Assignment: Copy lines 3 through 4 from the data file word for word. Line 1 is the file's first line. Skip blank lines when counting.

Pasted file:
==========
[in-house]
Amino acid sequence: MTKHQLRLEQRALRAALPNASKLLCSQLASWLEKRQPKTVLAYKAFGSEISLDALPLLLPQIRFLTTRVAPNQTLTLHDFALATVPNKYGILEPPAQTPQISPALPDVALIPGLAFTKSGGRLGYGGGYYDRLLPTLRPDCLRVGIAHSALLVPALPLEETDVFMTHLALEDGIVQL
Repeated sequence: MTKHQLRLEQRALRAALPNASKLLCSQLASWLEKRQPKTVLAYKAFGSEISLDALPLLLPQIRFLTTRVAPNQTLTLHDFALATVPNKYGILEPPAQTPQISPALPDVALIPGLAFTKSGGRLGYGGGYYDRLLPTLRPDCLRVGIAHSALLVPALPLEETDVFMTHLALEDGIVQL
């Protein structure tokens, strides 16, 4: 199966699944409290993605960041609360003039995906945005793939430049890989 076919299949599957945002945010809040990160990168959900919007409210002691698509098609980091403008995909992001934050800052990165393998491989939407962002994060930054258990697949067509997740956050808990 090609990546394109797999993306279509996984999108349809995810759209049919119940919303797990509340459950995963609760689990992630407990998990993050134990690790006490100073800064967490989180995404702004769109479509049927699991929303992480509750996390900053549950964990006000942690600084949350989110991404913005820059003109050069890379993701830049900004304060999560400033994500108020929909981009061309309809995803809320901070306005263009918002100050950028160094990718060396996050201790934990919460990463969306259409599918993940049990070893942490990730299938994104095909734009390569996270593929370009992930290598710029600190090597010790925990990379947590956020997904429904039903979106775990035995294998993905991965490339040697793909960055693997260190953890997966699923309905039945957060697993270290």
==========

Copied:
Repeated sequence: MTKHQLRLEQRALRAALPNASKLLCSQLASWLEKRQPKTVLAYKAFGSEISLDALPLLLPQIRFLTTRVAPNQTLTLHDFALATVPNKYGILEPPAQTPQISPALPDVALIPGLAFTKSGGRLGYGGGYYDRLLPTLRPDCLRVGIAHSALLVPALPLEETDVFMTHLALEDGIVQL
């Protein structure tokens, strides 16, 4: 199966699944409290993605960041609360003039995906945005793939430049890989 076919299949599957945002945010809040990160990168959900919007409210002691698509098609980091403008995909992001934050800052990165393998491989939407962002994060930054258990697949067509997740956050808990 090609990546394109797999993306279509996984999108349809995810759209049919119940919303797990509340459950995963609760689990992630407990998990993050134990690790006490100073800064967490989180995404702004769109479509049927699991929303992480509750996390900053549950964990006000942690600084949350989110991404913005820059003109050069890379993701830049900004304060999560400033994500108020929909981009061309309809995803809320901070306005263009918002100050950028160094990718060396996050201790934990919460990463969306259409599918993940049990070893942490990730299938994104095909734009390569996270593929370009992930290598710029600190090597010790925990990379947590956020997904429904039903979106775990035995294998993905991965490339040697793909960055693997260190953890997966699923309905039945957060697993270290």